[29] We investigate microwave radiation from the ocean surface to observe changes of microwave radiation for various air-sea temperature differences, by using data of the SSM/I 19 GHz and the TMI 19 and 10 GHz. To this end, we developed a method of removing the atmospheric effect contained in those data by using data of higher frequencies such as 22 and 37GHz. Modified V and H temperatures after atmospheric corrections made indicate how the ocean wind affects the brightness temperature of the ocean surface. For weak winds (below 7m/s), the V temperature does not change, but the H temperature increases; for strong winds, both V and H temperatures increase.

[30] Under strong wind, the ratios of V/H increase under stable conditions differ from the ratios under other (neutral or unstable) conditions. The ratio under stable conditions is less than those under neutral or unstable conditions. Furthermore, those ratios differ with frequency (in this paper, only 19 and 10GHz are checked). Another feature of SSM/I data under stable conditions is that the 19V temperature increases by about 0.5K for weak winds of less than 7m/s, although this has not been definitely confirmed.

[31] Under strong wind, whitecaps and foam are formed on the ocean surface, and strongly affect microwave radiation. For strong wind, the V and H temperature increases described above are due to whitecaps and foam. Differing ratios of the V/H increase between the stable and other conditions indicate that the effects of whitecaps and foam may change under those conditions. The mechanism inducing such differences is not clear, and understanding the mechanism will be left to future work.

[32] A practical problem with different ratios of the V/H increase is posed in the SST retrieval algorithm. In the EORC SST algorithm, SST is retrieved from the 10V data. For strong winds exceeding 7m/s, the brightness temperature of 10V increases. It is necessary to cancel the wind effect by using 10H, which is more sensitive to the ocean wind. We assume that the ratio of the V/H increase is constant in the global ocean. This assumption is generally applicable, but not in the Arabian Sea in summer, where it is necessary to modify the ratio by using the information about the air-sea temperature difference. Similar modifications will be necessary in other regions where the air-sea temperature is positive and strong wind blows.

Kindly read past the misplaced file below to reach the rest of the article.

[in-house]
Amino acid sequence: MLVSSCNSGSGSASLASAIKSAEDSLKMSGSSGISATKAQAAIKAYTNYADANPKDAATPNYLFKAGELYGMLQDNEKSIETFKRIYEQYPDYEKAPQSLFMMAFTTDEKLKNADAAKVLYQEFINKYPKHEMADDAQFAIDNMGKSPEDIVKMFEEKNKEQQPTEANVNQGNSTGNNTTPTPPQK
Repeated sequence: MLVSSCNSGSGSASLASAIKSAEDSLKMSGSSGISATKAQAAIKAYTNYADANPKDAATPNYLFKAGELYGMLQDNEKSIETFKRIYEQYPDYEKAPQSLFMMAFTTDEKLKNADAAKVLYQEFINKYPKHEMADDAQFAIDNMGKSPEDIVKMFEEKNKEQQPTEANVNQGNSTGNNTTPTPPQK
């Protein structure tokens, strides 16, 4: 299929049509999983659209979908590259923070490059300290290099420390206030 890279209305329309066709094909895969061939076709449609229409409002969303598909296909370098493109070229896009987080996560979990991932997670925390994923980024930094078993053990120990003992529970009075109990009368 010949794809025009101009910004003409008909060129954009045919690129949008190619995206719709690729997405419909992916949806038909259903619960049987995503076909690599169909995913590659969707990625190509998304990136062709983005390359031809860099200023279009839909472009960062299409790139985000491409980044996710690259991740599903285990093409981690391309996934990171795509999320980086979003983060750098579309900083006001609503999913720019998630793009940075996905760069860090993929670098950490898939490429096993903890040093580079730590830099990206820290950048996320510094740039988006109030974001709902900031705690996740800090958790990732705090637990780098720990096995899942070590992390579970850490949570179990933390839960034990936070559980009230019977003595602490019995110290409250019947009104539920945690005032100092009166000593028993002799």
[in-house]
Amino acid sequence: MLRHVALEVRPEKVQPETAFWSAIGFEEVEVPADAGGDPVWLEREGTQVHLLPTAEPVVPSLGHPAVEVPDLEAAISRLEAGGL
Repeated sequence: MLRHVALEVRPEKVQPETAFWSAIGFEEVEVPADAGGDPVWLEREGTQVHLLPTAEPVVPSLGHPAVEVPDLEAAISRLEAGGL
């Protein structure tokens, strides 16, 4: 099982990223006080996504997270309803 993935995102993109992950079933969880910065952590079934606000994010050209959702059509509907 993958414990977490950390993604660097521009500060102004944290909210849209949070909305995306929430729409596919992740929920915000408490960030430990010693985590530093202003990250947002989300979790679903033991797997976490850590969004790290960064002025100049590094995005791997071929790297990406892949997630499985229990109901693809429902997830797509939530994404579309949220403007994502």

Acknowledgments

  1. Top of page
  2. Abstract
  3. 1. Introduction
  4. 2. Method of Removing the Atmospheric Effects
  5. 3. SSM/I and Buoy Colocated Data
  6. 4. TMI 19 and 10 GHz in the Arabian Sea
  7. 5. Summaries and Discussions
  8. Acknowledgments
  9. References
  10. Supporting Information

[33] This work was supported by the Earth Observation Research Center of the National Space Development Agency of Japan to prompt algorithm developments for the Advanced Microwave Scanning Radiometer aboard Advanced Observation Satellite-II.

References

  1. Top of page
  2. Abstract
  3. 1. Introduction
  4. 2. Method of Removing the Atmospheric Effects
  5. 3. SSM/I and Buoy Colocated Data
  6. 4. TMI 19 and 10 GHz in the Arabian Sea
  7. 5. Summaries and Discussions
  8. Acknowledgments
  9. References
  10. Supporting Information
  • Cruz-Pol, S. L., and C. S. Ruf, A modified model for specular sea surface emissivity at microwave frequencies, IEEE Trans. Geosci. Remote Sens., 38, 858868, 2000.
  • Ellison, W., A. Balana, G. Delbos, K. Lamkaouchi, L. Eymard, C. Guillou, and C. Prigent, New permittivity measurements of sea water, Radio Sci., 33(3), 639648, 1998.
  • Guillou, C., W. Ellison, L. Eymard, K. Lamkaouchi, C. Prigent, G. Delbos, G. Balana, and S. A. Boukabara, Impact of new permittivity measurements on sea surface emissivity modeling in microwaves, Radio Sci., 33(3), 649667, 1998.
  • Hollinger, J. P., Passive microwave measurements of sea surface roughness, IEEE Trans. Geosci. Electron., 9(3), 165169, 1971.
  • Hollinger, J. P., et al., DMSP special sensor microwave/imager calibration/validation, vol. 1, NRL Tech. Rep. Nav. Res. Lab., Washington, D. C., 1989.
  • Hollinger, J. P., et al., DMSP special sensor microwave/imager calibration/validation, vol. 2, NRL Tech. Rep. Nav. Res. Lab., Washington, D. C., 1991.
  • Klein, L. A., and C. T. Swift, An improved model for the dielectric constant of sea water at microwave frequencies, IEEE Trans. Antennas Propag., 25, 104111, 1977.
  • Kondo, J., Air-sea bulk transfer coefficients in diabatic conditions, Boundary Layer Meteorol., 9, 91112, 1975.
  • Kummerow, C., et al., The status of the Tropical Rainfall Measuring Mission (TRMM) after two years in orbit, J. Clim. Appl. Meteorol., 39, 19651982, 2000.
  • Liebe, H. J., An updated model for millimeter wave propagation in moist air, Radio Sci., 20, 10691089, 1985.
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  • Rosenkranz, P. W., Rough-sea microwave emissivities measured with the SSM/I, IEEE Trans. Geosci. Remote Sens., 30, 10811085, 1992.
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Supporting Information

  1. Top of page
  2. Abstract
  3. 1. Introduction
  4. 2. Method of Removing the Atmospheric Effects
  5. 3. SSM/I and Buoy Colocated Data
  6. 4. TMI 19 and 10 GHz in the Arabian Sea
  7. 5. Summaries and Discussions
  8. Acknowledgments
  9. References
  10. Supporting Information
FilenameFormatSizeDescription
rds4864-sup-0001tab01.txtplain text document0KTab-delimited Table 1.